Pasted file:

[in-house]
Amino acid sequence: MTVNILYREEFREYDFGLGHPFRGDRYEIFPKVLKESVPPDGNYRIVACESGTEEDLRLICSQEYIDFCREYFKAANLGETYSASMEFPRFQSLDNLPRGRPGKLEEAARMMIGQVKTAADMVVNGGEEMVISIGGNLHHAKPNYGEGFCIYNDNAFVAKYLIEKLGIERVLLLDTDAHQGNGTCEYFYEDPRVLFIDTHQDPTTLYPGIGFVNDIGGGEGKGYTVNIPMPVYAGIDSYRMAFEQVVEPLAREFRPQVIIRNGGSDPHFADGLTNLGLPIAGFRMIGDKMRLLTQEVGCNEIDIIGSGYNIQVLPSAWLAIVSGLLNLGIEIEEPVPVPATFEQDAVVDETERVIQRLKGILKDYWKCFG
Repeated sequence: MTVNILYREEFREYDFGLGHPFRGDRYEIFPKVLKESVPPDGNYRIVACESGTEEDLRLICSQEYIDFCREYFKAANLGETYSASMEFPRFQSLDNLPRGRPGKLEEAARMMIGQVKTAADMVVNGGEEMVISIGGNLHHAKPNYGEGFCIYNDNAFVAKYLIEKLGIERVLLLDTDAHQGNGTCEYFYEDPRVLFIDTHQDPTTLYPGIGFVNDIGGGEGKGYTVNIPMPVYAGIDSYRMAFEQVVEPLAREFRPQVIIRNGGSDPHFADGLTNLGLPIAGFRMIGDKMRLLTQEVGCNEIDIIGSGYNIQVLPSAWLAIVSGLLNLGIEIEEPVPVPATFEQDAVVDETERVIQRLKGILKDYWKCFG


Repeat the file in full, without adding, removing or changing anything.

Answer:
[in-house]
Amino acid sequence: MTVNILYREEFREYDFGLGHPFRGDRYEIFPKVLKESVPPDGNYRIVACESGTEEDLRLICSQEYIDFCREYFKAANLGETYSASMEFPRFQSLDNLPRGRPGKLEEAARMMIGQVKTAADMVVNGGEEMVISIGGNLHHAKPNYGEGFCIYNDNAFVAKYLIEKLGIERVLLLDTDAHQGNGTCEYFYEDPRVLFIDTHQDPTTLYPGIGFVNDIGGGEGKGYTVNIPMPVYAGIDSYRMAFEQVVEPLAREFRPQVIIRNGGSDPHFADGLTNLGLPIAGFRMIGDKMRLLTQEVGCNEIDIIGSGYNIQVLPSAWLAIVSGLLNLGIEIEEPVPVPATFEQDAVVDETERVIQRLKGILKDYWKCFG
Repeated sequence: MTVNILYREEFREYDFGLGHPFRGDRYEIFPKVLKESVPPDGNYRIVACESGTEEDLRLICSQEYIDFCREYFKAANLGETYSASMEFPRFQSLDNLPRGRPGKLEEAARMMIGQVKTAADMVVNGGEEMVISIGGNLHHAKPNYGEGFCIYNDNAFVAKYLIEKLGIERVLLLDTDAHQGNGTCEYFYEDPRVLFIDTHQDPTTLYPGIGFVNDIGGGEGKGYTVNIPMPVYAGIDSYRMAFEQVVEPLAREFRPQVIIRNGGSDPHFADGLTNLGLPIAGFRMIGDKMRLLTQEVGCNEIDIIGSGYNIQVLPSAWLAIVSGLLNLGIEIEEPVPVPATFEQDAVVDETERVIQRLKGILKDYWKCFG